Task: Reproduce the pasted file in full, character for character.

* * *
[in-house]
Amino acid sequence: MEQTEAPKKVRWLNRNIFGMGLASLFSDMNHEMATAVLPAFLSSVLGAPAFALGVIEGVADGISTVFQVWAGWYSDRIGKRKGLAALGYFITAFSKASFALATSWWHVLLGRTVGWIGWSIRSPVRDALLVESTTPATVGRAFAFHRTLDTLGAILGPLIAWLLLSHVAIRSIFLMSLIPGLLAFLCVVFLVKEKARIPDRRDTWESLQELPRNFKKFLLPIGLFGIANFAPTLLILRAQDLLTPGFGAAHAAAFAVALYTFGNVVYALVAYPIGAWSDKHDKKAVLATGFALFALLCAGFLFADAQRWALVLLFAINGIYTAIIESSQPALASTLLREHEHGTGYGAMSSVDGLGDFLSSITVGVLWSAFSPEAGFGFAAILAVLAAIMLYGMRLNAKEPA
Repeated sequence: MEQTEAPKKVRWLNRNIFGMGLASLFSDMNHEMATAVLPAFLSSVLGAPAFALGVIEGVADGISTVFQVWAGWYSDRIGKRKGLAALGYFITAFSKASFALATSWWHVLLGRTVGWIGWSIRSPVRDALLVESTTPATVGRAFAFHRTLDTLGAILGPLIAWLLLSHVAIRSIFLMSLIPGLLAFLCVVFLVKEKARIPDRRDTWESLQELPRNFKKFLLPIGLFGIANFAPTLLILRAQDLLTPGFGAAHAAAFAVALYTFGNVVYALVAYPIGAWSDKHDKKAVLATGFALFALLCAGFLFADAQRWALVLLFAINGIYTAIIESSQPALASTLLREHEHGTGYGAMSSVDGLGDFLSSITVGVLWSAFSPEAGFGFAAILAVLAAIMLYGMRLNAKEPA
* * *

[in-house]
Amino acid sequence: MEQTEAPKKVRWLNRNIFGMGLASLFSDMNHEMATAVLPAFLSSVLGAPAFALGVIEGVADGISTVFQVWAGWYSDRIGKRKGLAALGYFITAFSKASFALATSWWHVLLGRTVGWIGWSIRSPVRDALLVESTTPATVGRAFAFHRTLDTLGAILGPLIAWLLLSHVAIRSIFLMSLIPGLLAFLCVVFLVKEKARIPDRRDTWESLQELPRNFKKFLLPIGLFGIANFAPTLLILRAQDLLTPGFGAAHAAAFAVALYTFGNVVYALVAYPIGAWSDKHDKKAVLATGFALFALLCAGFLFADAQRWALVLLFAINGIYTAIIESSQPALASTLLREHEHGTGYGAMSSVDGLGDFLSSITVGVLWSAFSPEAGFGFAAILAVLAAIMLYGMRLNAKEPA
Repeated sequence: MEQTEAPKKVRWLNRNIFGMGLASLFSDMNHEMATAVLPAFLSSVLGAPAFALGVIEGVADGISTVFQVWAGWYSDRIGKRKGLAALGYFITAFSKASFALATSWWHVLLGRTVGWIGWSIRSPVRDALLVESTTPATVGRAFAFHRTLDTLGAILGPLIAWLLLSHVAIRSIFLMSLIPGLLAFLCVVFLVKEKARIPDRRDTWESLQELPRNFKKFLLPIGLFGIANFAPTLLILRAQDLLTPGFGAAHAAAFAVALYTFGNVVYALVAYPIGAWSDKHDKKAVLATGFALFALLCAGFLFADAQRWALVLLFAINGIYTAIIESSQPALASTLLREHEHGTGYGAMSSVDGLGDFLSSITVGVLWSAFSPEAGFGFAAILAVLAAIMLYGMRLNAKEPA